There’s an old Liverpool folk song which says, “If you want a cathedral we’ve got one to spare,” it’s not wrong. The city has two cathedrals which sit at either end of Hope Street – how cool is that! They are very different in every way – from the architecture and design of the buildings to the fact one is Roman Catholic and the other Anglican. Having been to Liverpool many times, we have often spotted the Anglican Cathedral from afar, this visit we decided to pay it a visit.
Not so far out of the city centre, an easy 15 minute walk, we strolled up the hill and were immediately struck by the vast size of this church.
Having seen it in the distance, we really did not realise how huge it is up close. It is the largest cathedral in Britain and the 5th largest in the world. Built of brooding red sandstone, we again, in our ignorance, assumed it was really old, finished centuries ago. Much surprise then when we found out it was only completed in 1978.
The building was designed by Giles Gilbert Scott, work started in 1904 and took 74 years to complete. Sir John Betjeman called it “one of the great buildings of the world.” I can totally see why.
Inside we found a vast, airy, uncluttered space. Apparently Scott said, “Don’t look at my arches, look at my spaces.” There are many spaces to look at here.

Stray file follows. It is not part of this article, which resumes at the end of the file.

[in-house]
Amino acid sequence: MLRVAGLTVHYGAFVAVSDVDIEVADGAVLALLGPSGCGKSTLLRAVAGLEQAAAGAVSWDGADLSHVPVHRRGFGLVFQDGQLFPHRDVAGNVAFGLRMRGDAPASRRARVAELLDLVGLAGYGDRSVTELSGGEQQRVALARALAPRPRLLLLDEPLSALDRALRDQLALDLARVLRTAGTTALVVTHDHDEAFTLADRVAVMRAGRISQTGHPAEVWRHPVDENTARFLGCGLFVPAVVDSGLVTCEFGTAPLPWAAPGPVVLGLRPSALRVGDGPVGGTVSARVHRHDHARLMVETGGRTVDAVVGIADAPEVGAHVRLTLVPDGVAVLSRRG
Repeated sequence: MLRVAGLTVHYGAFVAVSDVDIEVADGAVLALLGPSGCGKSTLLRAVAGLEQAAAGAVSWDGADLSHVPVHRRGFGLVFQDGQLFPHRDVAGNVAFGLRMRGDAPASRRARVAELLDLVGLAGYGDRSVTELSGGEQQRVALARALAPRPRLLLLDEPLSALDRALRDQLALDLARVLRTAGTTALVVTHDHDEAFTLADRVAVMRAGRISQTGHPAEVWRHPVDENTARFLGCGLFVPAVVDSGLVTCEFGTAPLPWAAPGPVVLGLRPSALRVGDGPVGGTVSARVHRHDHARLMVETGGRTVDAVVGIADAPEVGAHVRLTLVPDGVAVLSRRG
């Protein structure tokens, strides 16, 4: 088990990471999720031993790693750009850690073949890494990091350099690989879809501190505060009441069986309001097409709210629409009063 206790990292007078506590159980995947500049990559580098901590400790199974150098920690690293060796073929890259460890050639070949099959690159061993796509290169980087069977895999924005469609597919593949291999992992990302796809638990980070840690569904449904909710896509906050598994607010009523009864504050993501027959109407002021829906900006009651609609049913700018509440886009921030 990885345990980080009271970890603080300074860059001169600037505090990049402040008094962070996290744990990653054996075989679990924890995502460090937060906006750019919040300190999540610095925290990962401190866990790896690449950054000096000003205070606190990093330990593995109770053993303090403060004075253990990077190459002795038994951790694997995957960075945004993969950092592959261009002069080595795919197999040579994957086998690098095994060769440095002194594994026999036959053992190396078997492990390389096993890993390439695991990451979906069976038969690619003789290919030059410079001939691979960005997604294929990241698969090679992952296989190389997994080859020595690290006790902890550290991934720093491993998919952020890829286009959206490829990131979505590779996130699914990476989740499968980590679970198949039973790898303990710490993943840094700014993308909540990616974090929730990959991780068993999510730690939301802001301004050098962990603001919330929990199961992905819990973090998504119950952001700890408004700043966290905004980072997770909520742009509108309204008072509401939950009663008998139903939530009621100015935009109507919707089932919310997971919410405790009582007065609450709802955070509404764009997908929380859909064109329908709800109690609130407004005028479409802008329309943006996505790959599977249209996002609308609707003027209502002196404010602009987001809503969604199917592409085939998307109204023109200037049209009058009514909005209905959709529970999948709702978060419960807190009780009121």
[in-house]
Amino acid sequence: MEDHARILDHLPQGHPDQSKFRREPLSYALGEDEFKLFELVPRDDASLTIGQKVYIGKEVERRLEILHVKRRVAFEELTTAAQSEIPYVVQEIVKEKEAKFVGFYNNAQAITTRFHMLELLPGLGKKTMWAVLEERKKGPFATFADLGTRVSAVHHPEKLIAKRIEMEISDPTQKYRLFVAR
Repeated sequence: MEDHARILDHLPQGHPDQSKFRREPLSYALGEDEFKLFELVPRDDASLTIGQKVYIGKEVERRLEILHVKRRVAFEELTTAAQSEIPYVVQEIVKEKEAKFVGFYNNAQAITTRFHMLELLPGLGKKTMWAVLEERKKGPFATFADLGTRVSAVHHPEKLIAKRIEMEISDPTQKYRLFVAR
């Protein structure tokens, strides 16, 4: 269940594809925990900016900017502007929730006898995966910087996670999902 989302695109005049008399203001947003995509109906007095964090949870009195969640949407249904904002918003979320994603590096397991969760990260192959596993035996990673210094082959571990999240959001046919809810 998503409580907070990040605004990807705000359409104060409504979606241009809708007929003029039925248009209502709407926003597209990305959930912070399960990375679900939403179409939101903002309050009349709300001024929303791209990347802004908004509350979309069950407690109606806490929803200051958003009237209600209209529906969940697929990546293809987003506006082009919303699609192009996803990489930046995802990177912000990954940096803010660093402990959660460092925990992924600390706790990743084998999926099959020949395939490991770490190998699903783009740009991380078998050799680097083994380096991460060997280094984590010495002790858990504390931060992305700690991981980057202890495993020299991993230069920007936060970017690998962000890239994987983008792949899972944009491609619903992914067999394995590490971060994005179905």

This was the last Gothic style cathedral to be built in the world and was dedicated in the presence of Queen Elizabeth in 1978. I was totally wowed by the impression of space and length. Apparently it is one of the longest cathedrals in the world. We arrived when the organ was playing, another impressive feature and another to stack up on the “most” list. It has nearly 10,000 pipes, the most found in any church.
Son was most surprised to find an old red telephone box inside the church. Those telephone boxes were also designed by Giles Gilbert Scott as well as the power station that houses now the Tate Modern in London. Clearly not a man for small things.
We bought our tickets to go up the tower and take the self-guided audio tour. It is free if you want to wander around but we opted for the full experience and at £5 each, I thought it was all very reasonable.
First we went up the tower. It is 330 feet high and thankfully this was one of the (rare) church towers where we didn’t have to climb a gazillion steps. Son was more than a bit impressed and relieved by this. We squeezed into two snug consecutive lifts followed by an easy 108 step climb.
At the top we found a wide open space, a very helpful guide and great views through the “slats.”
Views all over Liverpool and a perfect view of the Catholic Cathedral on the other end of the street. Husband was excited to spy the football grounds.
Apparently on a clear day you can see to North Wales – we were not blessed with clear weather.
We saw the huge bells on the way down, apparently the heaviest in the world and browsed briefly at a tapestry exhibition where we took in magnificent views down over the inside of the church.
The audio tour was very interesting, no vast and lengthy history here though so it doesn’t take too long. Just as well, Son gallivanted from one thing to the next with the speed of a racehorse. We had a look in the Lady Chapel and ended up watching the Great Space Experience – a 10 minute film about the cathedral and the city of Liverpool – just the perfect way to end a visit to this great cathedral.